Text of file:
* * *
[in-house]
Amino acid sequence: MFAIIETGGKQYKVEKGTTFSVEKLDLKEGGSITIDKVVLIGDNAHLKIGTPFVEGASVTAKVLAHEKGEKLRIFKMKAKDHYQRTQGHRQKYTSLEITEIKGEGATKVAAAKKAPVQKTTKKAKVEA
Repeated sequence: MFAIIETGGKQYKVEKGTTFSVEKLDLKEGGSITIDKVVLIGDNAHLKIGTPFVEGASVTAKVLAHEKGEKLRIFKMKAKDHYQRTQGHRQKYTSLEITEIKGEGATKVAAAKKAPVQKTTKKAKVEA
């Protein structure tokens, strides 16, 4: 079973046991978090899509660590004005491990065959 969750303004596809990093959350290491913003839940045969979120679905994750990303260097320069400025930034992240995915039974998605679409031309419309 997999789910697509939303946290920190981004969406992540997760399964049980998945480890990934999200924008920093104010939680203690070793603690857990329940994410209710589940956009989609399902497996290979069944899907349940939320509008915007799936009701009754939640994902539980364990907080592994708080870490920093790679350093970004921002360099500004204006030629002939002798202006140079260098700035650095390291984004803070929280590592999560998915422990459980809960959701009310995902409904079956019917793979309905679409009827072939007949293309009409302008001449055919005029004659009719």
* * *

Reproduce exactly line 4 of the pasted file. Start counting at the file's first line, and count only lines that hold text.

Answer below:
């Protein structure tokens, strides 16, 4: 079973046991978090899509660590004005491990065959 969750303004596809990093959350290491913003839940045969979120679905994750990303260097320069400025930034992240995915039974998605679409031309419309 997999789910697509939303946290920190981004969406992540997760399964049980998945480890990934999200924008920093104010939680203690070793603690857990329940994410209710589940956009989609399902497996290979069944899907349940939320509008915007799936009701009754939640994902539980364990907080592994708080870490920093790679350093970004921002360099500004204006030629002939002798202006140079260098700035650095390291984004803070929280590592999560998915422990459980809960959701009310995902409904079956019917793979309905679409009827072939007949293309009409302008001449055919005029004659009719």